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9. The angles of a triangle are in arithmetical progression, and the greatest of them is of the least. Find them.

10. The number of degrees in an angle is to the number of grades in its complement as 3 is to 5. Find the angle.

11. A, B, C are the three angles of a triangle. The number of degrees in A is equal to the number of grades in B and to the product of the number of degrees and of grades in C. Find A, B, C.

12. The side AB of a triangle ABC is produced to D, and AE is drawn making an angle with AC equal to BCA which is less than BAC. The angle CBD is 112° 11' 44"; and the angle EAB is 67° 48' 16". Find the angles of the triangle ABC.

13. What trigonometrical angles has the minute hand of a clock described since midnight at 3.15 a.m., at 7.40 p.m., and at 9.10 a.m., respectively?

14. ABCD is a square, AC and BD are its diagonals. Find the general expressions for the trigonometrical angles bounded by the lines

(1) AB and AC, (2) AB produced and BD. 15. Find in degrees the angles of

(1) an equilateral triangle, (2) a regular hexagon, (3) a regular pentagon, (4) a regular dodecagon, (5) a regular quindecagon.

16. Find the hypothenuse of the right-angled triangles whose sides are respectively, (1) 3 ft. and 4 ft. (2) 2 ft. 9 in. and 4 ft. 8 in.

(3) 4 ft. and 4 ft. 7 in.

17. Find the third side of the right-angled triangles whose hypothenuse and other side are, respectively,

(1) 26 in. and 10 in. (2) 4 ft. 5 in. and 2 ft. 4 in. (3) 7 ft. 1 in, and 3 ft.

The sides of a right-angled triangle are a62 and 2ab respectively. Find the hypothenuse.

18.

19. OA is a line of any length. AB is perpendicular to 0A, BC to OB, CD to OC, DE to OD &c., and

AB = BC = CD = DE = &c. = 0A. Find the lengths of the lines OB, OC, OD, OE &c. in terms of OA.

20. Show in the method of Euclid, Book I., that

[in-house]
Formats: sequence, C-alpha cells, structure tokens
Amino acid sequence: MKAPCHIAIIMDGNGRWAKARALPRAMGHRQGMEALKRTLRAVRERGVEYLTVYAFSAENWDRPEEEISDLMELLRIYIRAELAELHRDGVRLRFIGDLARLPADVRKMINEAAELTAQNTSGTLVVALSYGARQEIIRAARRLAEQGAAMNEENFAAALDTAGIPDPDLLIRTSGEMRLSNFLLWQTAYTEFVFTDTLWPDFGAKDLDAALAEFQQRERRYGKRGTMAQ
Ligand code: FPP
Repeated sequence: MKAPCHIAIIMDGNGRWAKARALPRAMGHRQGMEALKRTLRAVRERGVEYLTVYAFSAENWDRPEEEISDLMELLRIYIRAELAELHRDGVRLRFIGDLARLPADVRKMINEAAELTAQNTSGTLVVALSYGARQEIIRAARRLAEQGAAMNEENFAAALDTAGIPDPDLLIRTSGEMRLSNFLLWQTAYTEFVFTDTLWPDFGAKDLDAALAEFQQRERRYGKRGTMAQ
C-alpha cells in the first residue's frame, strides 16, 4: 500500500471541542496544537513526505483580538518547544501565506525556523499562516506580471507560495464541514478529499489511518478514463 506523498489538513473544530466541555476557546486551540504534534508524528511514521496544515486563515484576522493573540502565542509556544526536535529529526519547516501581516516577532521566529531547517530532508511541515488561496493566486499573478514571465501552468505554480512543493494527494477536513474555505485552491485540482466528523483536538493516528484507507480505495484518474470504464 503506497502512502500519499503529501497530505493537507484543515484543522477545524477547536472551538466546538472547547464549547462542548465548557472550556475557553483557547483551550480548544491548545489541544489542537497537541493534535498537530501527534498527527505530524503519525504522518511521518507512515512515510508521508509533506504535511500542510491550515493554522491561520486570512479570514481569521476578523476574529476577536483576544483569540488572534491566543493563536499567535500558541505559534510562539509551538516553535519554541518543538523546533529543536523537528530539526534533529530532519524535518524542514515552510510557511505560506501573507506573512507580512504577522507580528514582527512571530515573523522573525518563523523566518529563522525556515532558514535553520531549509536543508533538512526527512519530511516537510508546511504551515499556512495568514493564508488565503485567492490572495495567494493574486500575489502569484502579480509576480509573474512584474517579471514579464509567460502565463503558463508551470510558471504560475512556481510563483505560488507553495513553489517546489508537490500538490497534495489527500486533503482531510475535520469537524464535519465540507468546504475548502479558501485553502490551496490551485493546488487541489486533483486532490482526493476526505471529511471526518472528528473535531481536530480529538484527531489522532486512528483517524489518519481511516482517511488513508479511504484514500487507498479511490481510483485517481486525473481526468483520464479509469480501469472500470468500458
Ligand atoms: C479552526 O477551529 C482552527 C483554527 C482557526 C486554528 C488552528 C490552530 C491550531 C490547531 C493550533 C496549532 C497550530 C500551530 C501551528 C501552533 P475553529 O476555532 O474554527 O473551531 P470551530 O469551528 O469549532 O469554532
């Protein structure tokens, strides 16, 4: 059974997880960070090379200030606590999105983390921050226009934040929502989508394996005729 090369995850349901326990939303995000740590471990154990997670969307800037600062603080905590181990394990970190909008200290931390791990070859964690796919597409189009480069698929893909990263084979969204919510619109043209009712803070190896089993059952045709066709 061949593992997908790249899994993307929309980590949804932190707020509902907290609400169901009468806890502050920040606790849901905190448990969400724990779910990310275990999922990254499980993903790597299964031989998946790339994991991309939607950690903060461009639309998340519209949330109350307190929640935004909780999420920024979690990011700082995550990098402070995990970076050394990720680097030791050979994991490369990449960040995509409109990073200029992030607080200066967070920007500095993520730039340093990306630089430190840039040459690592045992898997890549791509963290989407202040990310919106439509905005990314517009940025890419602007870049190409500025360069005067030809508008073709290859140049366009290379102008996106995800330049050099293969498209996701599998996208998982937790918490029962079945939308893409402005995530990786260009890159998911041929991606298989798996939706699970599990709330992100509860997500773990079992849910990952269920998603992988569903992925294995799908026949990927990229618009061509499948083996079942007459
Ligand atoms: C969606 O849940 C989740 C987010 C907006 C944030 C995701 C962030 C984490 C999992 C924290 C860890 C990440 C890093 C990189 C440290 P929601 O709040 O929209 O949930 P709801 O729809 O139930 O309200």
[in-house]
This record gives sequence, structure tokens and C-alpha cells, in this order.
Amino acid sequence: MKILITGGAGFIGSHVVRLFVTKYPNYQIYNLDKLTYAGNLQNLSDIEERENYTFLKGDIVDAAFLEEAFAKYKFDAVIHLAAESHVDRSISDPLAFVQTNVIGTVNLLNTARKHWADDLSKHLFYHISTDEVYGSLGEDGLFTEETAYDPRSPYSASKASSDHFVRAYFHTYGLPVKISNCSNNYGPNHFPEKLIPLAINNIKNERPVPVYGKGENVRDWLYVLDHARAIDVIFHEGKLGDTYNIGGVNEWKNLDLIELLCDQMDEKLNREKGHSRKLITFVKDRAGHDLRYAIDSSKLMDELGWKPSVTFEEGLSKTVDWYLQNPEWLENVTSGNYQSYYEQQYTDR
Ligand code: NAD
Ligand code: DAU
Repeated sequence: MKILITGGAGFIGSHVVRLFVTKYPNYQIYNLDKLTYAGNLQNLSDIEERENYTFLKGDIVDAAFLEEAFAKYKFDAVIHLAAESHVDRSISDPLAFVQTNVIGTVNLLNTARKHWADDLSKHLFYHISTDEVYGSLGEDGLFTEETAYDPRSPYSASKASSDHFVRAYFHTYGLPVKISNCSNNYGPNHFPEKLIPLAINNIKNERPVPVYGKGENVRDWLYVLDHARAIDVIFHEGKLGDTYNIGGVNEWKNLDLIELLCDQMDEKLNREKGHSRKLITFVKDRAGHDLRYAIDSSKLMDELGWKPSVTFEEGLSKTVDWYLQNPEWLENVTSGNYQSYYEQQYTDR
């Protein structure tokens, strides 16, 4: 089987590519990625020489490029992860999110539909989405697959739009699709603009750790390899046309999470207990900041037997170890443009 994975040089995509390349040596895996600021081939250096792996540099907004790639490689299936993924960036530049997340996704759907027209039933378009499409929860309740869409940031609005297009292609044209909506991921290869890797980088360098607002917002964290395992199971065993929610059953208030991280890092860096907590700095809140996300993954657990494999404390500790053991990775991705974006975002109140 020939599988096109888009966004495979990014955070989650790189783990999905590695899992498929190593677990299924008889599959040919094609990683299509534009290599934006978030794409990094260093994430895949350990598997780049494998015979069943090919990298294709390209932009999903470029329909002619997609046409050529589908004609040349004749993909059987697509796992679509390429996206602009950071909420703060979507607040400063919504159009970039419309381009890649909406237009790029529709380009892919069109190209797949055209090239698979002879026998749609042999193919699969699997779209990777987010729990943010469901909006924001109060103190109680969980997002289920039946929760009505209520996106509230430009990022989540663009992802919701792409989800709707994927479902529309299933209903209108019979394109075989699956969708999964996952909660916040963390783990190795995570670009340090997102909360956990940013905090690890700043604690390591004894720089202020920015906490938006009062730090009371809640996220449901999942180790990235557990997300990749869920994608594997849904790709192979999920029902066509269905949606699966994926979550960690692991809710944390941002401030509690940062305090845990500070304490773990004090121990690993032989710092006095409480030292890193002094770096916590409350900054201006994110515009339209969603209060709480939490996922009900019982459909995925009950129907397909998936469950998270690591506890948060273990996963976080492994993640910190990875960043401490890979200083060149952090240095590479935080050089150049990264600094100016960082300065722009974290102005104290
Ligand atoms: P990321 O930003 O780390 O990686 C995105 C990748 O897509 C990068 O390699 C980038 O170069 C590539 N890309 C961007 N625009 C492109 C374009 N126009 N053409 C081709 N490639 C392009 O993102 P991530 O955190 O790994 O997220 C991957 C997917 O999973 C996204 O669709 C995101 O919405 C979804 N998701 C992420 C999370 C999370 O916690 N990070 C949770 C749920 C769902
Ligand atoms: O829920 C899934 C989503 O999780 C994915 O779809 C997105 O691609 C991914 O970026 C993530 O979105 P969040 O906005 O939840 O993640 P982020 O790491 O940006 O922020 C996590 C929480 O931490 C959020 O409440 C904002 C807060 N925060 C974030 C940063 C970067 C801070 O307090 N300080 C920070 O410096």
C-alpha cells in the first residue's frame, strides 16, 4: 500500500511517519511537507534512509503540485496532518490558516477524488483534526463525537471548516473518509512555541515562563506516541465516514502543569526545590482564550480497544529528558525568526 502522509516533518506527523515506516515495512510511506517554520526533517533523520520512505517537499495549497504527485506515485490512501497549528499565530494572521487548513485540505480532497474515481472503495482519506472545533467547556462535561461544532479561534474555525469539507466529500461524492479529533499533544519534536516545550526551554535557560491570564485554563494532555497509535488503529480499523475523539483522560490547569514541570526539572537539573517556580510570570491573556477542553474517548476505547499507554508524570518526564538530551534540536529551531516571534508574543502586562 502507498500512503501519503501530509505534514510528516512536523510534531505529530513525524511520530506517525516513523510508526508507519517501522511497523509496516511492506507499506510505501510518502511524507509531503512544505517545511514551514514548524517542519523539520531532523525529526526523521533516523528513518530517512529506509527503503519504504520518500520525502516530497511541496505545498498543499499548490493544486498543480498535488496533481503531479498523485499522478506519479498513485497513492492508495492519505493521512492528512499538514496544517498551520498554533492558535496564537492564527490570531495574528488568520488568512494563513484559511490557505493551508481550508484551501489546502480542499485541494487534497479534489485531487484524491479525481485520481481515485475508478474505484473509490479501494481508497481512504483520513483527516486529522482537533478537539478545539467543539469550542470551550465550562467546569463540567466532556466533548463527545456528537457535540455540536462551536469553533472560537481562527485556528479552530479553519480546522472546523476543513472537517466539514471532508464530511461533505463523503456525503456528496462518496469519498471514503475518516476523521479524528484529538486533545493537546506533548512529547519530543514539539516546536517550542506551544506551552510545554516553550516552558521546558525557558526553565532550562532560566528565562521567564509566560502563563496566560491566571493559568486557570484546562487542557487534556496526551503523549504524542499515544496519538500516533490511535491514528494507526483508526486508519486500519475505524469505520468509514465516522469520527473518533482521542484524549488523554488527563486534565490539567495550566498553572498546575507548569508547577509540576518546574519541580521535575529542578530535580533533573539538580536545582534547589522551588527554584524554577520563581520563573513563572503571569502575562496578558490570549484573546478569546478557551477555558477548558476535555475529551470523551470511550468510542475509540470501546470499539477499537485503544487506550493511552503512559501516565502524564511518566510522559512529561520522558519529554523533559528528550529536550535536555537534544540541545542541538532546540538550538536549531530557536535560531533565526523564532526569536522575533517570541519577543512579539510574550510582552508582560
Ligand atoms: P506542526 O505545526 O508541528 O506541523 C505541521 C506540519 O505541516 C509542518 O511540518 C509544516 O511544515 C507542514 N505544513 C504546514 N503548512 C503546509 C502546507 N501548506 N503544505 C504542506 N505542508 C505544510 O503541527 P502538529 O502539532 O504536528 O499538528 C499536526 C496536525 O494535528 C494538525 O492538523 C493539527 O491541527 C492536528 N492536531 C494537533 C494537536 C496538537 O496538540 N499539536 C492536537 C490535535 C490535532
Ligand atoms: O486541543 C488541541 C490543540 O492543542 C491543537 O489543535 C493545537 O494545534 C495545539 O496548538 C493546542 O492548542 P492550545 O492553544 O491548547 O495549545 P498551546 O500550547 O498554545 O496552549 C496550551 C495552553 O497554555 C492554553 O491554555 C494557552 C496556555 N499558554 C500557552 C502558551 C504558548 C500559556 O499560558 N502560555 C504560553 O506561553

(1) Two triangles, which are equal in area and have a side and adjacent angle of one equal to a side and adjacent angle of the other, are equal in all respects.

(2) Two triangles, which are equal in area and have two angles of the one equal to two angles of the other, each to each, are equal in all respects.

(3) Two triangles, which are equal in area and have a side and opposite angle of one equal to a side and opposite angle of the other, are equal in all respects.

(4) If two triangles, which are equal in area, have two sides of the one equal to two sides of the other, each to each, then the angle contained by the two sides of the one is equal or supplementary to the angle contained by the two sides of the other.

J. T.

2

CHAPTER II.

THE ANGLE AND THE CIRCLE.

§ 1. ON MEASUREMENT. 31. Two quantities are said to be homogeneous or comparable, when one is either equal to, less than, or greater than the other.

Thus, an inch and a mile—a degree and a grade-a triangle and a square—are pairs of quantities which are comparable in magnitude. But a line and an angle—a line and an area—an angle and an areaare pairs of quantities incomparable in magnitude.

Two homogeneous quantities are said to be commensurate, when the multiplication of the smaller by some finite number gives a quantity greater than the greater.

Thus, an inch and a mile are commensurate; but the space occupied by an atom and that occupied by the Solar System are practically incommensurate.

Two homogeneous commensurate quantities are said to be commensurable, when both are exact multiples of some common quantity commensurate with each.

Thus, 31 inches and 17} inches are commensurable; for 31 inches = 21 sixths-of-an-inch and '17} inches = 104 sixths-of-an-inch. Also 3/2 inches and 5/2 inches are commensurable. But 1 inch and 12 inches are incommensurable : for, since there is no fraction with integral numerator and denominator exactly equal to 1/2, 1 inch cannot be divided into any finite number of parts such that a number of those parts shall exactly equal 2 inches*.